(B) an organohydrogenpolysiloxane having at least three silicon-bonded hydrogen atoms per molecule (in an amount such that the molar ratio of the silicon-bonded hydrogen atoms in this component to the alkenyl groups in Component (B) is (0.6:1)-(20:1)),

(C) a platinum group metal catalyst [in an amount providing from 0.1 to 500 parts by weight of a platinum group metal per 1,000,000 parts by weight of Component (A)], and

(D) 0.1-50 parts by weight of a reinforcing silica micropowder,

with the silicone rubber composition containing from 1 to 50 wt % of the above-mentioned thermoplastic resin powder.

The above-mentioned addition-curing liquid silicone rubber composition is explained below.

The diorganopolysiloxane of Component (A), which is the main ingredient, is an organopolysiloxane having at least two alkenyl groups per molecule and represented by the average unit formula RnSiO4-n2[Formula 1]
(where R is the same as above, and n is 1.9˜2.1).

As for the viscosity of the diorganopolysiloxane, diorganopolysiloxanes with a viscosity of 100 to 100,000 mPa-s at 25° C. are preferable, and those with a viscosity of 1000 mPa-s to 50,000 mPa-s at 25° C. are even more preferable in view of the ease of compounding and the physical properties of silicone rubber moldings obtained by curing the present silicone rubber composition. A dimethylpolysiloxane having both terminal ends blocked by dimethylvinylsiloxy groups, a copolymer of methylvinylsiloxane and dimethylsiloxane having both terminal ends blocked by dimethylvinylsiloxy groups, a copolymer of methylphenylsiloxane and dimethylsiloxane having both terminal ends blocked by dimethylvinylsiloxy groups, and a copolymer of methylvinylsiloxane and methyl(3,3,3-trifluoropropyl)siloxane having both terminal ends of the molecular chain blocked by dimethylvinylsiloxy groups are suggested as specific examples of this component.

The organohydrogenpolysiloxane of Component (B), which contains at least three silicon-bonded hydrogen atoms per molecule, is a cross-linking agent. Such organohydrogenpolysiloxanes are exemplified by methylhydrogenpolysiloxanes having both terminal ends blocked by trimethylsiloxy groups, a copolymers of methylhydrogensiloxane and dimethylsiloxane having both terminal ends blocked by trimethylsiloxy groups, a copolymer of methylhydrogensiloxane and methylphenylsiloxane having both terminal ends blocked by dimethylphenylsiloxy groups, by cyclic methylhydrogenpolysiloxanes, and by copolymers consisting of SiO4/2 units and dimethylhydrogensiloxy units. The viscosity of such an organopolysiloxane is typically in the range of from 1 to 1,000 mPa-s. The amount of this compound is such that the molar ratio of the silicon-bonded hydrogen atoms in this organohydrogenpolysiloxane to the alkenyl groups in Component (A) is (0.6:1)-(20:1), with (1:1)˜(10:1) being preferable.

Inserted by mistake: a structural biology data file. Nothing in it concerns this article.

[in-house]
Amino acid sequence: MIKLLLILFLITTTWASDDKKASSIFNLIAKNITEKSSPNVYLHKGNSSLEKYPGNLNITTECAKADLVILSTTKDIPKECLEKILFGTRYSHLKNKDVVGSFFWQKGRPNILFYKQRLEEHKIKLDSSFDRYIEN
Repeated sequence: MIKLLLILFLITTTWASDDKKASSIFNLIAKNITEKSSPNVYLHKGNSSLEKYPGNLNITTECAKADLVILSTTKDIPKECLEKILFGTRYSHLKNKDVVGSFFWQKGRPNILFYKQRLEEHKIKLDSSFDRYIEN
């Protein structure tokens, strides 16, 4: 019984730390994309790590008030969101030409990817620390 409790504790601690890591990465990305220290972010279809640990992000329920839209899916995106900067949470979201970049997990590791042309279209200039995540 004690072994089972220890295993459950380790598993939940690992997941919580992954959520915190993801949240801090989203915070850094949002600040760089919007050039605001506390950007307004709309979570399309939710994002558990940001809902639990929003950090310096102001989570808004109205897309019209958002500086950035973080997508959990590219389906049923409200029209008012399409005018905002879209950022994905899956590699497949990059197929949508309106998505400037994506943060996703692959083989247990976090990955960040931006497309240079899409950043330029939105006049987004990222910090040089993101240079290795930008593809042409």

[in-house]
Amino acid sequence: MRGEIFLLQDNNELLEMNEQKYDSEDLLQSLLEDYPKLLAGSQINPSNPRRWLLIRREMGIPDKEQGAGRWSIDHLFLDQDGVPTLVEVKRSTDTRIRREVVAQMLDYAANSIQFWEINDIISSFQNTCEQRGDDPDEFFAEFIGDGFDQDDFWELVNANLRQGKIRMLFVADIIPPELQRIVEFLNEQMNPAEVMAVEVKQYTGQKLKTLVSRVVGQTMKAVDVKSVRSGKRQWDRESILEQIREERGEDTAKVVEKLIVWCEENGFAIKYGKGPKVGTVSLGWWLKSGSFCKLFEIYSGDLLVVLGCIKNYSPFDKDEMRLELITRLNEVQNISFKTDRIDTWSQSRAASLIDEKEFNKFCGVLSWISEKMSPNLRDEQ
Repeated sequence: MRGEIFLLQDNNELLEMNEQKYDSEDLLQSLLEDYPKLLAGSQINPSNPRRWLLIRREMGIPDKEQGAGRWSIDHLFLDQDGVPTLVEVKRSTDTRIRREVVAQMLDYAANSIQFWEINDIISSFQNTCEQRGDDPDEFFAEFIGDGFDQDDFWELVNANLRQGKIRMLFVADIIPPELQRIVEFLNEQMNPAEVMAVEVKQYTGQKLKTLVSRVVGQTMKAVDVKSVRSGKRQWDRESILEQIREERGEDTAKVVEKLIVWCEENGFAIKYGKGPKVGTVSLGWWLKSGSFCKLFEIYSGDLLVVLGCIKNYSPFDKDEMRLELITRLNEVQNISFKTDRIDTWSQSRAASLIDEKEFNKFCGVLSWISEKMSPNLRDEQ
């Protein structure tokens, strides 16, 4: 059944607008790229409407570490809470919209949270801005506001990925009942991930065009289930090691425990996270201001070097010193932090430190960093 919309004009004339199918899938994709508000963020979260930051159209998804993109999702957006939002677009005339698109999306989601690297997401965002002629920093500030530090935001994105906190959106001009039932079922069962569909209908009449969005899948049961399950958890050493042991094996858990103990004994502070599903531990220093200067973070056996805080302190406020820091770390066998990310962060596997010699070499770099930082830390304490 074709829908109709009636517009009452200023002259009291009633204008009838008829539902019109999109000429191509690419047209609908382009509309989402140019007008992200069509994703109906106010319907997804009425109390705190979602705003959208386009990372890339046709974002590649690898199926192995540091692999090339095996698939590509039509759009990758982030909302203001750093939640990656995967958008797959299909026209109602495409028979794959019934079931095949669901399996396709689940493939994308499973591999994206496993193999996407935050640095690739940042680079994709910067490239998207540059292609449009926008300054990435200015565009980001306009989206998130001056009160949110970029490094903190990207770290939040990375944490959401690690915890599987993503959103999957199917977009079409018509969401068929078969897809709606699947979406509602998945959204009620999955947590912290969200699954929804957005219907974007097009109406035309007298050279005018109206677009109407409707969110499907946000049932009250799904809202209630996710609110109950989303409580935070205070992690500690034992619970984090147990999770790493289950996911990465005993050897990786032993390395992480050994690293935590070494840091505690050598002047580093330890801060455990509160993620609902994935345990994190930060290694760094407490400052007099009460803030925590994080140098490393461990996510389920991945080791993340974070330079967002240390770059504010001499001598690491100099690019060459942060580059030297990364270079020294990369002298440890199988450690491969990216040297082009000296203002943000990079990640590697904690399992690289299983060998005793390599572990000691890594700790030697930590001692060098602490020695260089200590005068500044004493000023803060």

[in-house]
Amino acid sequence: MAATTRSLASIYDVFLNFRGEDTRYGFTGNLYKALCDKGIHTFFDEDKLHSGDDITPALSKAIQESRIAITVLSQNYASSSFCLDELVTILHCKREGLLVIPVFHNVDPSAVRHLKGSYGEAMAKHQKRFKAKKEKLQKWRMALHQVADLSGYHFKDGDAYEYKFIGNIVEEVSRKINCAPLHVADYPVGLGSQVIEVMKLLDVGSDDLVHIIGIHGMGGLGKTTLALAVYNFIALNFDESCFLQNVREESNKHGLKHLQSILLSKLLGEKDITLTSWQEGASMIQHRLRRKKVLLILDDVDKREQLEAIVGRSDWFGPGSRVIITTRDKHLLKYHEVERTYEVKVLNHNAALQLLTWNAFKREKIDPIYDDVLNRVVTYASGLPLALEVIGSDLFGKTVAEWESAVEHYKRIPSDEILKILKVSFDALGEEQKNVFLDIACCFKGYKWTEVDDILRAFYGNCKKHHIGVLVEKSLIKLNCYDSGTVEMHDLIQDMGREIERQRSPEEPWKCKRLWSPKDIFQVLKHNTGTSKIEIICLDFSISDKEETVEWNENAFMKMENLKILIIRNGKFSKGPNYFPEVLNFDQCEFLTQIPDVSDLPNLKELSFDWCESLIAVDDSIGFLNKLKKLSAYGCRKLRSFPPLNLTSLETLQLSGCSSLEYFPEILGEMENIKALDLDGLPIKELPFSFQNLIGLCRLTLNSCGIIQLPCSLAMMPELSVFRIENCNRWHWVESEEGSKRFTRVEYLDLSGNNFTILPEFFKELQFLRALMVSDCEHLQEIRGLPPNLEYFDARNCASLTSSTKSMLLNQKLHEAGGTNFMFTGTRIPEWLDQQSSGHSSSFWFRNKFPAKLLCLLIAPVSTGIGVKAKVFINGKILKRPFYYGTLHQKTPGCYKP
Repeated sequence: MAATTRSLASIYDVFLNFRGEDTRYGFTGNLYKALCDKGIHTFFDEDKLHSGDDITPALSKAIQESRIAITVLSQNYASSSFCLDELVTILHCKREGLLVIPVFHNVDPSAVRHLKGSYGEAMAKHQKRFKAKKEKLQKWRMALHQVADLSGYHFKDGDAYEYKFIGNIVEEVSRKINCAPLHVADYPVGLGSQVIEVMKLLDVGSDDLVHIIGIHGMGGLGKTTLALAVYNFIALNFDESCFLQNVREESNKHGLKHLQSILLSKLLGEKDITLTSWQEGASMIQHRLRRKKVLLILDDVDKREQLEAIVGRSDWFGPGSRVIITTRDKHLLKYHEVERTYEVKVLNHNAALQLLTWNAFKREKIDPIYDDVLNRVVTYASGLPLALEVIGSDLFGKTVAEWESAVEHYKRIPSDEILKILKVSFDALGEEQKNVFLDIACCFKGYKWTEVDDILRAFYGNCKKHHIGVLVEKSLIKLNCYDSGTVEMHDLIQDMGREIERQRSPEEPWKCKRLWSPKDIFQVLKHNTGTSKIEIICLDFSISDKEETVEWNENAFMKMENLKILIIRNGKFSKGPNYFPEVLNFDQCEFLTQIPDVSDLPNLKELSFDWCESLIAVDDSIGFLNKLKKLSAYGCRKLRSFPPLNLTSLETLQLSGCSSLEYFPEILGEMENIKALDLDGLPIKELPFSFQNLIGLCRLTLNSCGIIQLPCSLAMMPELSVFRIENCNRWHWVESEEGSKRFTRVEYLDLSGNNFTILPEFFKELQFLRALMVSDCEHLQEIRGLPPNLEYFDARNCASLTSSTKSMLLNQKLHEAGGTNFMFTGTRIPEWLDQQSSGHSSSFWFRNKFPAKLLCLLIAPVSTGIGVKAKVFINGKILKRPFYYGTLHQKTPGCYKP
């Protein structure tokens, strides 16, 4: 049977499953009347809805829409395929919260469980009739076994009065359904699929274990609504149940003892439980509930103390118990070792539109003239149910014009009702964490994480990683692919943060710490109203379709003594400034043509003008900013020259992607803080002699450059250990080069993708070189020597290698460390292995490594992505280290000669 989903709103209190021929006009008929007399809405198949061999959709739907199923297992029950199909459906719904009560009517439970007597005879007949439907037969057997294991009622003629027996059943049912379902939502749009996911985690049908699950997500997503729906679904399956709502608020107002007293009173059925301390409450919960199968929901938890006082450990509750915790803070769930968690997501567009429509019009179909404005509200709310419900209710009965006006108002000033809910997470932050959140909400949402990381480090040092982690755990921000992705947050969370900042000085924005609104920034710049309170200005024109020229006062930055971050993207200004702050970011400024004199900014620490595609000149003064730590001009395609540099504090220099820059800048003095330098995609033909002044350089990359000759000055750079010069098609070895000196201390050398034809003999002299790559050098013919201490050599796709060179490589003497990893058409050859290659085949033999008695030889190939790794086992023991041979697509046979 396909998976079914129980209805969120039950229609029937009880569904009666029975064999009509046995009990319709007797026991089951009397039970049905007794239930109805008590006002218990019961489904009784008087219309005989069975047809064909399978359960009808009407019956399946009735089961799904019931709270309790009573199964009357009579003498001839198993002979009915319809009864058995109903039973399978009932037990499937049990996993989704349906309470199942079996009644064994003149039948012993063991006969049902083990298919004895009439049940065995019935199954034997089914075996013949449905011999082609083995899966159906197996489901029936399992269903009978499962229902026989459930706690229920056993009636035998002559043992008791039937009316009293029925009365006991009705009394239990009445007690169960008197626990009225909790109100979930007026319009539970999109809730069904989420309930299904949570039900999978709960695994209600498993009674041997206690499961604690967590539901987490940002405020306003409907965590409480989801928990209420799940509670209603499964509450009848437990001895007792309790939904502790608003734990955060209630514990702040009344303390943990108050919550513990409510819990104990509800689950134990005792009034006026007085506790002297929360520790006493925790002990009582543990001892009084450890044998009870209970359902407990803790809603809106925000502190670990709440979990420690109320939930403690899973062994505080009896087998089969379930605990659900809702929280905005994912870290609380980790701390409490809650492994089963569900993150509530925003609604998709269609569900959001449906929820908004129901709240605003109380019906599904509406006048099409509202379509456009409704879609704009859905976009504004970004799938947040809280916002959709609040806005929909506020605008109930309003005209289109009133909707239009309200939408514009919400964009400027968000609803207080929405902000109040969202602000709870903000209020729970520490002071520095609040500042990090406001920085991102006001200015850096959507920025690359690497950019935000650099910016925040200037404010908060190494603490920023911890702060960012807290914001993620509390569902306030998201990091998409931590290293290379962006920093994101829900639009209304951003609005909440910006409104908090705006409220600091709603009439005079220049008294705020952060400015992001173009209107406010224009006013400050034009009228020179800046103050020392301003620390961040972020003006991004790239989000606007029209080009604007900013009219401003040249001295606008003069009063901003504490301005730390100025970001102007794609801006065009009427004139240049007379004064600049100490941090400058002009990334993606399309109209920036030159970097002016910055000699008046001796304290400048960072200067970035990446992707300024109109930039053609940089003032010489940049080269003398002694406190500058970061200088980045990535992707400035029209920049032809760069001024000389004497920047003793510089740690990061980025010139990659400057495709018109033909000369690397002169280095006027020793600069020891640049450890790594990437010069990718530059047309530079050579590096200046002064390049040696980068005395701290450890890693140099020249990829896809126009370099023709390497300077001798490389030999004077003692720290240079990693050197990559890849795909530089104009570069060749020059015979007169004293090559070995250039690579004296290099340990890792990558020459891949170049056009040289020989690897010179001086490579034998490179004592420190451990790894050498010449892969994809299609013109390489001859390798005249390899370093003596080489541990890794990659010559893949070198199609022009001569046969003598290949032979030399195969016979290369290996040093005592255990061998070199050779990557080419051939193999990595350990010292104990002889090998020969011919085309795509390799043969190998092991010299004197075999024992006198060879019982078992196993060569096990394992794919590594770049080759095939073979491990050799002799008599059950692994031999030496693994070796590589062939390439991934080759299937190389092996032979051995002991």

The platinum group metal catalyst of Component (C) is a catalyst used to promote the addition reaction between the alkenyl groups of Component (A) and the silicon-bonded hydrogen atoms of component (B). Platinum compounds, which are easy to obtain, are typically used as such platinum group metal catalysts. Said platinum compounds are exemplified by platinum micropowder; chloroplatinic acid and alcohol solutions of chloroplatinic acid; olefin complexes of chloroplatinic acid; complexes of chloroplatinic acid and alkenylsiloxanes; diketone complexes of platinum; and platinum metal supported on silica, alumina, carbon, etc. Platinum group metal catalysts other than the platinum compounds are exemplified by compounds of rhodium, ruthenium, iridium, and palladium, such as, for instance, RhCl(PPh3)3, RhCl(CO)(PPh3)2, Ru3(CO)12, IrCl(CO)(PPh3)2, and Pd(PPh3)4. In the formulas, Ph stands for a phenyl group.

The amount, in which this component is added, is typically from 0.1 to 500 parts by weight, and, preferably, from 1 to 50 parts by weight per 1,000,000 parts by weight of Component (A). The reason is that below the lower limits of the above-mentioned ranges the reaction does not proceed to a sufficient degree, and, on the other hand, if it exceeds the upper limits of the above-mentioned ranges, the reaction becomes economically prohibitive.

The reinforcing silica micropowder of Component (D) is used to improve the mechanical strength of silicone rubber moldings obtained by curing the above-mentioned addition-curable liquid silicone rubber composition. Component (D) is exemplified by fumed silica, precipitated silica, and hydrophobic silica obtained by treating the surface of these reinforcing silica micropowders with organosilicon compounds, etc. Among them, reinforcing silica micropowders with a specific surface area of not less than 50 m2/g are preferred. The amount of the added reinforcing silica micropowder is preferably 0.1 to 50 parts by weight, and even more preferably, 5 to 40 parts by weight per 100 parts by weight of Component (A).